9. 9. Security A n a l y t i c s A l e r t there to measure its success? The only clear metric is a negative: How many times has a compro- mise been discovered? “The measure of success in security is that nothing bad happened,” says Mike Rothman, an ana- lyst for Securosis, a security consulting firm. “Your best day is going to be that zero bad things occurred. There’s never going to be a measurement that shows that good things are happening.” If security is about prevention of leaks and attacks, then what metrics should security depart- ments show their bosses to prove that they are doing their jobs well? “I think you have to start with things you can control,” says Scott Crawford, an analyst at Enterprise Management Associates, a consulting firm that focuses on systems and network man- agement. “If you can’t change the controls, then metrics won’t do you any good.” Setting a security policy—and the means to monitor it—is a good place to start, Crawford says. “If you set a policy, and there is a growing number of systems or users that are operating outside the policy, then that’s something you can act on, either through education or through greater controls,” he observes. But security professionals should be wary of “dashboards” and artificial measures that don’t have meaning for the specific business that their enterprises are in, says Gary Hinson, CEO of security consulting firm iSecT in New Zealand. “Some companies begin with a long list of ‘security things that can be measured’ and then try to shoehorn them into some sort of metrics system or dashboard. That, to me, is the wrong way to go about things,” Hinson says. “You don’t design an aircraft cockpit’s information systems with a list of things that can be readily measured on the aircraft. You start by asking what does the pilot need to know—altitude, azimuth/heading, etc.—and then prioritizing those things, organizing them into related groupings and finally filling the dashboard. “Then you get lots and lots of feedback from pilots about what is missing, superfluous, mislead- ing, wrongly positioned, too big/too small, too annoying/too discreet, etc.,” Hinson continues. “In other words, the metrics design process is very interactive, involving the system designers, instrumentation specialists, engineers and pilots all working together to define, design and refine the metrics system.” 9 May 23, 2011 © 2011 InformationWeek, Reproduction Prohibited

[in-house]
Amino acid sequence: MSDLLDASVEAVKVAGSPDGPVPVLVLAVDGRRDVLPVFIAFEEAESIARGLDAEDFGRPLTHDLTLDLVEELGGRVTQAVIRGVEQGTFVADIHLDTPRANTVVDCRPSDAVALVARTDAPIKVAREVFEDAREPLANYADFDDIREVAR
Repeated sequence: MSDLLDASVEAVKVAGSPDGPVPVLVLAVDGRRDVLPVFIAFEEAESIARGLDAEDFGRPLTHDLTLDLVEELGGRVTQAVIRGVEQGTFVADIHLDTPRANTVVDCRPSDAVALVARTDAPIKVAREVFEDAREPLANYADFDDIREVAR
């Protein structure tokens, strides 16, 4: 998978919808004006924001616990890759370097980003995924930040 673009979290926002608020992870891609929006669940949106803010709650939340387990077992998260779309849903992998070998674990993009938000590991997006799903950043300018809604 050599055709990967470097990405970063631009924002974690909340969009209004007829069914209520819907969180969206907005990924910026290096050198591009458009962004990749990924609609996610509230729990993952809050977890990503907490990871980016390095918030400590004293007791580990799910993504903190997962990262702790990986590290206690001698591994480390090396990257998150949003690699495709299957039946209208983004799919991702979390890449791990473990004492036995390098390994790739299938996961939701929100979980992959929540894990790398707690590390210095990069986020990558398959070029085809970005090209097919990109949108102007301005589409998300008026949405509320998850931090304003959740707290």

10. 10. Security A n a l y t i c s A l e r t But no matter how customized your measurement system, every company needs some basic met- rics to start off with, notes Steven Piliero, who heads up the Benchmarks Division of the Center for Internet Security (CIS). The CIS Consensus Information Security Metrics benchmark is per- haps the closest thing the industry has to a set of standards for security metrics today. “There are three kinds of metrics: those that are broad enough and understood well enough that they can be used across industries; those that are industry-sector specific; and those that are organization-specific,” Piliero says. “We’re helping to define that first category: the metrics that many industries can use.” The CIS Consensus defines some basic metrics that organizations can measure frequently, as com- panies do with certain financial numbers, or as hospitals measure post-surgical infection rates, Piliero says. “They’re a starting point for building out your metrics—some unambiguous stan- dards for measuring specific security functions.” “It is possible to get some level of agreement on high-level metrics,” Rothman agrees. “CIS Consensus is a great resource to kick-start the metrics effort.” The CIS Consensus offers standardized methods for tracking measurable activities, such as the frequency of incidents and the time/cost to mitigate them; scanning of vulnerabilities and the time/cost to repair them; and the frequency/time required to do patch management. “You can measure things like the number of times you investigated potential indicators of anom- alous activity,” says EMA’s Crawford. “You can track the number of cases of investigation and the number of cases that have had to be escalated to mitigation. You can measure the percent of unplanned IT work related to that escalation and the resulting security spend.” However, experts warn against measuring aspects of security that may not be meaningful to the business—or worse, may cause the security department to focus its efforts on the wrong priorities. “Tracking vulnerabilities, days to patch, [antivirus] performance—these might be useful at an operational level, but measuring these in order to show security effectiveness is a load of crap,” Rothman says. And while tracking incident response or mitigation time might be useful in benchmarking the performance of the security department for upper management, these metrics still don’t provide 10 May 23, 2011 © 2011 InformationWeek, Reproduction Prohibited